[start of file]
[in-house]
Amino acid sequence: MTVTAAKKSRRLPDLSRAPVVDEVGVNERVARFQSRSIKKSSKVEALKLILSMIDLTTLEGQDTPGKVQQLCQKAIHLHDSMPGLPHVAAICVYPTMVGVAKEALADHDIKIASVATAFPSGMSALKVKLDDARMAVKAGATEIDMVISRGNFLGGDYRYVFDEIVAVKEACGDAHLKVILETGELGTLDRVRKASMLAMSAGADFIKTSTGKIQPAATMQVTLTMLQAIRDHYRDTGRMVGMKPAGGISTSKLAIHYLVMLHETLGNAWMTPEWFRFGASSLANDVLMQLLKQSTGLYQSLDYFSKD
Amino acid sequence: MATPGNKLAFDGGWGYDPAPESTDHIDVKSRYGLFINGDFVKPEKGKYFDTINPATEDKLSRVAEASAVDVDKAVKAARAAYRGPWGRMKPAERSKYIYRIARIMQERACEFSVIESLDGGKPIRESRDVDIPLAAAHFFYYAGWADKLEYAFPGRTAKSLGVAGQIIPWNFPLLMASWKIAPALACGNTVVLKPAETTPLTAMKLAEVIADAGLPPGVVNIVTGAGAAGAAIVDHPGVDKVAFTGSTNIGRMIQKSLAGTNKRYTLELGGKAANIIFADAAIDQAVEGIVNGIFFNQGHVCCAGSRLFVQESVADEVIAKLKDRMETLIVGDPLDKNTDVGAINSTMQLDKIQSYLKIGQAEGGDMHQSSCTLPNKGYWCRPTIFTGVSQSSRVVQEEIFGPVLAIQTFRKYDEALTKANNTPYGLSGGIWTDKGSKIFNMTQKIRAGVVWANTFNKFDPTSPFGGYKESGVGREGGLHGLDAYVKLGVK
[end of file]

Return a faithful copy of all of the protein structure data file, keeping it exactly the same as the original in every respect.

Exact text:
[in-house]
Amino acid sequence: MTVTAAKKSRRLPDLSRAPVVDEVGVNERVARFQSRSIKKSSKVEALKLILSMIDLTTLEGQDTPGKVQQLCQKAIHLHDSMPGLPHVAAICVYPTMVGVAKEALADHDIKIASVATAFPSGMSALKVKLDDARMAVKAGATEIDMVISRGNFLGGDYRYVFDEIVAVKEACGDAHLKVILETGELGTLDRVRKASMLAMSAGADFIKTSTGKIQPAATMQVTLTMLQAIRDHYRDTGRMVGMKPAGGISTSKLAIHYLVMLHETLGNAWMTPEWFRFGASSLANDVLMQLLKQSTGLYQSLDYFSKD
Amino acid sequence: MATPGNKLAFDGGWGYDPAPESTDHIDVKSRYGLFINGDFVKPEKGKYFDTINPATEDKLSRVAEASAVDVDKAVKAARAAYRGPWGRMKPAERSKYIYRIARIMQERACEFSVIESLDGGKPIRESRDVDIPLAAAHFFYYAGWADKLEYAFPGRTAKSLGVAGQIIPWNFPLLMASWKIAPALACGNTVVLKPAETTPLTAMKLAEVIADAGLPPGVVNIVTGAGAAGAAIVDHPGVDKVAFTGSTNIGRMIQKSLAGTNKRYTLELGGKAANIIFADAAIDQAVEGIVNGIFFNQGHVCCAGSRLFVQESVADEVIAKLKDRMETLIVGDPLDKNTDVGAINSTMQLDKIQSYLKIGQAEGGDMHQSSCTLPNKGYWCRPTIFTGVSQSSRVVQEEIFGPVLAIQTFRKYDEALTKANNTPYGLSGGIWTDKGSKIFNMTQKIRAGVVWANTFNKFDPTSPFGGYKESGVGREGGLHGLDAYVKLGVK